TCU

Spring start: March 1

Final spring practice: April 5

What to watch: Doug Meacham and Sonny Cumbie have arrived to take over as co-offensive coordinators at TCU. The Horned Frogs need a jump start and could get it from the “Air Raid”-style offense the duo will bring to the table. This spring will be an important first step in improving the offense . . . Who will be the quarterback? Trevone Boykin started several games in 2013 but might actually be TCU’s top receiver. Tyler Matthews, a redshirt freshman, also saw time under center, but he faces stiff competition. Don’t expect the battle to end until fall camp . . . TCU needs someone to step up in the secondary, with Jason Verrett NFL-bound after spending the past two seasons as one of the Big 12’s top coverage cornerbacks. Ranthony Texada and Travoskey Garrett are among several young defensive backs who could try to fill the void.

Texas

Spring start: March 18

Spring game: April 19

What to watch: David Ash's health will be one of the main storylines of Texas’ first spring under coach Charlie Strong. Ash has the talent to be a key piece of the puzzle, but head injuries are always tough to overcome. If Ash is 100 percent healthy, the Longhorns will feel better about the overall status at quarterback . . . Strong has talked of instilling a tough mindset in Austin since he arrived in January, and spring football will be the first real taste of what the Longhorns’ new coach is trying to bring to the program . . . Where are the playmakers? Texas has a talent-laden roster, but didn’t have the exceptional talent who could consistently change games. This spring gives several returning skill players, including receiver Jaxon Shipley and all-purpose standout Daje Johnson, the chance to become the foundation of the offense in 2014.

Texas Tech

Spring start: March 5

Spring game: April 12

What to watch: Davis Webb's health is the No. 1 priority for the Red Raiders, who have seen three quarterbacks leave the program since the beginning of the 2013 season. Coach Kliff Kingsbury could have the toughest job of the spring as he tries to manage the lack of quarterbacks with the desire to have a productive spring for the roster as a whole . . . The Red Raiders have some consistency among the defensive coaching staff, meaning they could improve in 2014 despite losing multiple starters, including defensive tackle Kerry Hyder, linebacker Will Smith and safety Tre' Porter. Tech could start seeing dividends of that continuity . . . The Red Raiders have to replace Jace Amaro and Eric Ward, who combined to catch 189 passes for 2,299 yards and 15 touchdowns last season. Jakeem Grant and Bradley Marquez made a bunch of plays in 2013 and Devin Lauderdale, a junior college transfer and early enrollee, will get the chance to show why he had Texas Tech fans buzzing when he initially signed in February 2013.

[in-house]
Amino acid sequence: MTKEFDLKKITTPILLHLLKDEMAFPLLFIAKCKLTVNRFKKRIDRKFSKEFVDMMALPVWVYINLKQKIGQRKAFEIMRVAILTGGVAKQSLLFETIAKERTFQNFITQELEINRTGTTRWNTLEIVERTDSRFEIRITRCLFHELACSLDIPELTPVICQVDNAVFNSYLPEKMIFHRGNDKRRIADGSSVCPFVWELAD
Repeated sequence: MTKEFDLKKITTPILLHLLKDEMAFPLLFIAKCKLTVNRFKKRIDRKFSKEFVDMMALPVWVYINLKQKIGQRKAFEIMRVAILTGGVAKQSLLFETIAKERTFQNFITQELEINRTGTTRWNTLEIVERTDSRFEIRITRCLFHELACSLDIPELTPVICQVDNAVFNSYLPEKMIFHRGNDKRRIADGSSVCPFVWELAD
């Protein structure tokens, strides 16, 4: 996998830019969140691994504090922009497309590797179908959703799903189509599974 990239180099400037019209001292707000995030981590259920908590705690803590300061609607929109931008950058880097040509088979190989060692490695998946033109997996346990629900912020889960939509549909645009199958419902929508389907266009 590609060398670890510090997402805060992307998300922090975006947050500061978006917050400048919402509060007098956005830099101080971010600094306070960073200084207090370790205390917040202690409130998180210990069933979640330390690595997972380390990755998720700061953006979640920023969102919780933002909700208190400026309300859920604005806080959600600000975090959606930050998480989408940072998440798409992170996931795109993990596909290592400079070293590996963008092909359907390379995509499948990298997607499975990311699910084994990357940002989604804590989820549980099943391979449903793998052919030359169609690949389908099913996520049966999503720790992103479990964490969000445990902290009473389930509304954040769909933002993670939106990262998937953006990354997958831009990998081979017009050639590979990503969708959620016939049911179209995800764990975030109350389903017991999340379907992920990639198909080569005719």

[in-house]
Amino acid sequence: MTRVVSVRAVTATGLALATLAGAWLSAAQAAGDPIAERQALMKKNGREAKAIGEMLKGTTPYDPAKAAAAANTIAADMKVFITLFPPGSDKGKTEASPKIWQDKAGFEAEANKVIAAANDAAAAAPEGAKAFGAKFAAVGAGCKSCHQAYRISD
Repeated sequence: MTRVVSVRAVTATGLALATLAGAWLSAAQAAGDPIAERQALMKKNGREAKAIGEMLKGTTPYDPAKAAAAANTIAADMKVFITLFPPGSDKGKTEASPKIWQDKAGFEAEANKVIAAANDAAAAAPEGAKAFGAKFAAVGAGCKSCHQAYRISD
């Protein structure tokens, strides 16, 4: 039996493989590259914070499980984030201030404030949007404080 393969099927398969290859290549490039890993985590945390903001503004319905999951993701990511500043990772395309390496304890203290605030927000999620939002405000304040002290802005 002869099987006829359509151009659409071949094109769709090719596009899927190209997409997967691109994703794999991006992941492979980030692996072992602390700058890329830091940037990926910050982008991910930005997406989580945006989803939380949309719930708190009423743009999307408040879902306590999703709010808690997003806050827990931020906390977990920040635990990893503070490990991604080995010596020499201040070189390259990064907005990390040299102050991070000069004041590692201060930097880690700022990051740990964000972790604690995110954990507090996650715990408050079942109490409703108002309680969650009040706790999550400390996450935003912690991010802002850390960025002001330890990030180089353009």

West Virginia

Spring start: March 2

Spring game: April 12

What to watch: Finding a quarterback is critical for the Mountaineers, who have talent at the skill positions but won’t transform into an explosive offense without efficient quarterback play. Clint Trickett is recovering from shoulder surgery, meaning Paul Millard, junior college transfer Skyler Howard and former receiver Logan Moore will run the offense this spring . . . Tony Gibson takes over as WVU’s defensive coordinator after coaching the safeties in 2013. His promotion allows some continuity on the defense after former DC Keith Patterson left for Arizona State after the season . . . Replacing defensive tackle Shaq Rowell and defensive end Will Clarke, who started 56 combined career games for WVU, won’t be easy. The Mountaineers will lean heavily on veteran juniors Isaiah Bruce and Karl Joseph, who have started since their freshman seasons.

Oklahoma State stacked at receiver

August, 5, 2013
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STILLWATER, Okla. -- Through the years, Oklahoma State’s high-powered offense has featured better individual receivers. Wideouts like Hart Lee Dykes, Rashaun Woods, Dez Bryant and Justin Blackmon -- who were all first-round draft picks.

Yet top to bottom, coach Mike Gundy agrees his Cowboys have never featured a deeper, more talented overall receiving corps than the one he’ll take into this season.

[+] EnlargeJosh Stewart
Kevin Jairaj/USA TODAY SportsJosh Stewart is just one of the many solid players returning for the Cowboys' receiving corps this season.